By Tanjil Sowgat and Shilpi Roy, GCRF Centre for Sustainable, Healthy and Learning Cities and Neighbourhoods (SHLC)
Khulna is among the largest cities in Bangladesh and home to a growing number of climate migrants from the South Western coastal region, one of the most climate-vulnerable areas in the world. The vast majority of these migrants live in urban slums with poor housing conditions and rely on low paid and informal work. Currently, 32.4% of the people in Khulna city are below the poverty line. These migrant communities are particularly vulnerable to the COVID-19 pandemic due to over crowded housing and limited access to clean water, sanitation and health services.
In March 2020, Bangladesh saw its first cases of COVID-19. Although the government initially did not consider coronavirus to be a big threat because of the country’s tropical weather, the number of cases began to increase sharply by April 2020. To tackle the spread of the disease, the authorities imposed national lockdowns which included school and business closures as well as restrictions on movement and gatherings. The lockdown was successful at reducing the number of cases in Khulna, but it had a devasting effect on poor migrant households in the city.
Research by the GCRF Centre for Sustainable, Healthy and learning Cities and Neighbourhoods has captured the effects of the COVID-19 pandemic on climate migrants living in Khulna’s biggest slum Jora Gate. The negative impacts of lockdowns affected the poorest households the most who suffered significant losses of income, lower living standards and food insecurity.
Unequal access to education and training among migrant communities exclude them from participation in the formal economy and make them highly dependent on precarious work such as rickshaw pulling, easy bike driving, domestic cleaning, street sweeper, security guard etc. As these sources of livelihood dwindled during the crisis, poor households lost most of their income. Food insecurity soared among Jora Gate residents. The situation was intensified by the effect of lockdowns on supply chains which raised local food prices. As a result, many households had to compromise their daily diets and could no longer afford more nutritious foods.
Furthermore, landlords began to evict tenants who could not pay their rent. Although some were sympathetic and allowed delayed payments, many could not afford to do so as their own incomes were also affected by lockdowns and business closures. Many families were forced to take loans from relatives or local creditors at exorbitant rates. The loans mounted up as the number of lockdowns increased. However, post-lockdown income was not enough to repay debts. The intense pressure on already marginalised communities generated severe effects on their mental health and wellbeing.
Public schools were closed for two years, leaving children in Jora Gate without access to education. Since most parents work long hours and many are iliterate, most children could not be home schooled. Private tutors are an expense that the majority of households in Jora Gate cannot afford. Parents expressed serious concern about the children’s future. Children on the other hand felt distressed as they could not continue their education and meet their friends.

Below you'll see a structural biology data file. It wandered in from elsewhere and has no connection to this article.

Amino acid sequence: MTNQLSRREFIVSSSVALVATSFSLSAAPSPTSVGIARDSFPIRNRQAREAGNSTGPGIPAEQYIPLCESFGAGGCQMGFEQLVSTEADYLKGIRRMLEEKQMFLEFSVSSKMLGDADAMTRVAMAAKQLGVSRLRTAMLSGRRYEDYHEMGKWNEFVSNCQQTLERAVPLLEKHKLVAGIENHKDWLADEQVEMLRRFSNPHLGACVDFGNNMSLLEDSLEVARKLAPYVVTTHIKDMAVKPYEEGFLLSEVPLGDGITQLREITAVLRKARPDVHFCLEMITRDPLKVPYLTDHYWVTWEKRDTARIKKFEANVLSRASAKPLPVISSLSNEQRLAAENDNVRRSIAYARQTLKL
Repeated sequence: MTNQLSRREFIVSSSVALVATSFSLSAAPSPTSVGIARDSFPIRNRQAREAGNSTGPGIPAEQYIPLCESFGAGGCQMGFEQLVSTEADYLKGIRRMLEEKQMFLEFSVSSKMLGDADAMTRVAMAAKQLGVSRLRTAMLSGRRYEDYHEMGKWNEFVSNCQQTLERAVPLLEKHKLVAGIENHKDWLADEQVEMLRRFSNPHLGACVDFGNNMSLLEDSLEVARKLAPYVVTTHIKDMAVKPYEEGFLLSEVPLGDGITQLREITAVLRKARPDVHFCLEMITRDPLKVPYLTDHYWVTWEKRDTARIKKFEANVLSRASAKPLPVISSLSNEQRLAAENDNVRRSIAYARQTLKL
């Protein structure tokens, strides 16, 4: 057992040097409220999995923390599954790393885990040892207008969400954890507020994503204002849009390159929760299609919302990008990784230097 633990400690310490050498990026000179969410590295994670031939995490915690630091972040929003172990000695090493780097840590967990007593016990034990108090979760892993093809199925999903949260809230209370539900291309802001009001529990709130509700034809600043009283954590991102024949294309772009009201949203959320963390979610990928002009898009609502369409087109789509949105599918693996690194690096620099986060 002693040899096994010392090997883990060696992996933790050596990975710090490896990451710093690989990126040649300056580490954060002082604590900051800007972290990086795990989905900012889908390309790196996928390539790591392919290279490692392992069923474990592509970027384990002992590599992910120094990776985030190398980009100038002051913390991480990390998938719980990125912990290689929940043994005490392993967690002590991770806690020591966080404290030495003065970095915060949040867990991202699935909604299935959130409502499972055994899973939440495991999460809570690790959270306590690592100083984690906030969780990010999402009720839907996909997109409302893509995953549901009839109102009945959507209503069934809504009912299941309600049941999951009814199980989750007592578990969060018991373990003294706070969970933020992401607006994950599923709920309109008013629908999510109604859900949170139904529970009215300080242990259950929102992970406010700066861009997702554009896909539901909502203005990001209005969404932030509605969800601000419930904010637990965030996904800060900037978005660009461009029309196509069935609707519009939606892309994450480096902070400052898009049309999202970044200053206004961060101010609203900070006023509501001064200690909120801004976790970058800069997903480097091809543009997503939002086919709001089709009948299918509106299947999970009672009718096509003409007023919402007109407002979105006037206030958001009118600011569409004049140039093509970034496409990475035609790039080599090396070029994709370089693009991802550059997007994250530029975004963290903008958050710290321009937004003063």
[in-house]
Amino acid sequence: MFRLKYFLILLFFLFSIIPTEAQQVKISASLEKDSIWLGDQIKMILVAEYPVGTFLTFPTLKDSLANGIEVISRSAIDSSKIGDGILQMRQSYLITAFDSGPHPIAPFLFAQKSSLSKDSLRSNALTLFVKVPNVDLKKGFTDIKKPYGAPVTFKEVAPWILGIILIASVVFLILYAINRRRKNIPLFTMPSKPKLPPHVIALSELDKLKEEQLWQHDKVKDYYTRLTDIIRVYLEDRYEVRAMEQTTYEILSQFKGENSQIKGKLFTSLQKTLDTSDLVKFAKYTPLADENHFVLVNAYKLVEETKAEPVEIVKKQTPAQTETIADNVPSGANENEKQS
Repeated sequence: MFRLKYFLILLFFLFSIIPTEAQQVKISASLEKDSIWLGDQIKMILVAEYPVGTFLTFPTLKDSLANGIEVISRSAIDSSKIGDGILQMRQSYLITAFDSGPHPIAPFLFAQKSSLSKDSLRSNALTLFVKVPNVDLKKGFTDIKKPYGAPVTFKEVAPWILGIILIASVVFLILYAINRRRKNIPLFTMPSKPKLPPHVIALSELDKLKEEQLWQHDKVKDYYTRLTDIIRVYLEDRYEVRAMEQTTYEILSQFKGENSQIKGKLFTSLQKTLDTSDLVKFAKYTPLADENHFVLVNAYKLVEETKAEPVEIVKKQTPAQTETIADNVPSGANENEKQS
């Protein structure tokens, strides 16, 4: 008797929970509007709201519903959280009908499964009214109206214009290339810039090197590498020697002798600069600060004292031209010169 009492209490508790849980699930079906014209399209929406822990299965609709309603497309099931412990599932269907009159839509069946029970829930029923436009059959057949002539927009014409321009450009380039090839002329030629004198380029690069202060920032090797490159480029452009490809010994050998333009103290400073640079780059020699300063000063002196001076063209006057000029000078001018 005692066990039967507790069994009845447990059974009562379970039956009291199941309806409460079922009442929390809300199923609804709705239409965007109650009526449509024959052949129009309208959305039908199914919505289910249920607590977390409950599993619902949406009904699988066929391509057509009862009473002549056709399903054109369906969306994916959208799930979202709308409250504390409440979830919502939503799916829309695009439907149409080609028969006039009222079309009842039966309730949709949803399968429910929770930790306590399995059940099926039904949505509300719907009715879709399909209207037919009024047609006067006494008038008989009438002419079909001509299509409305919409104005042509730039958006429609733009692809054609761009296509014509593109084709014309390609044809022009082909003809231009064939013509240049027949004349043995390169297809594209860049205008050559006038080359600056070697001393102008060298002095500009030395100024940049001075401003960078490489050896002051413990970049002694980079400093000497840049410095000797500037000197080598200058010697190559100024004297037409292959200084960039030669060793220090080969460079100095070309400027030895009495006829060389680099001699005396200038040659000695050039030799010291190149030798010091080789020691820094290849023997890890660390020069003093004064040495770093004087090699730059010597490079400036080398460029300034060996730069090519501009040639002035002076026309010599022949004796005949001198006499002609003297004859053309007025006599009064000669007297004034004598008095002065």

Although migrant communities in Jora Gate were seriously affected by the lockdowns, most decided not to go back to their home villages. Given that sources of income were even more limited in these areas and many households did not have assets or land in their village, there was very little incentive to return. The opportunities in Khulna city were still better for these migrants.
The number of recorded cases of COVID-19 among Jora Gate residents is low and there are no official deaths from the virus in the community. Households therefore felt less worried about their health during the start of the pandemic. Some believed that since they were hardworking and worked in the sun for long hours, the virus would not affect them. Because people felt less threatened, they were reluctant to maintain social distancing and wear face coverings. However, as newspapers and television channels reported increasing numbers of coronavirus cases residents became more concerned. Some began wearing masks, but most did not use hand sanitiser or disinfectant regularly.
There was also a lot of confusion and suspicion regarding COVID-19 vaccines. There was little awareness of the vaccine registration process and misinformation about vaccine efficacy and side effects. Many people believed vaccines imported from India were not good and wanted to wait for ‘better’ vaccines. The registration process could only be completed online which created significant challenges to residents with limited digital skills and access to the internet. Consequently, most slum dwellers did not enrol in the vaccination programme. However, thanks to the media campaings they became less hesitant and vaccination levels increased with time. Many residents also started enrolling after hearing news about the Delta variant.
People in Bangladesh have always used migration as a coping mechanism to deal with extreme weather events. However climate change will make these events more frequent and severe, forcing unprecedented numbers of people to migrate. It is estimated that one in every seven people in Bangladesh will be displaced because of climate change. Most migrants are likely to end up in the urban slums of Khulna and Dhaka. The COVID-19 pandemic and climate change have highlighted that marginalised communities are the most impacted by crises. As governments embark on their recovery plans, they must commit to building resilience by addressing poverty and inequality.
Part of the COP26 activities at the College of Social Sciences, University of Glasgow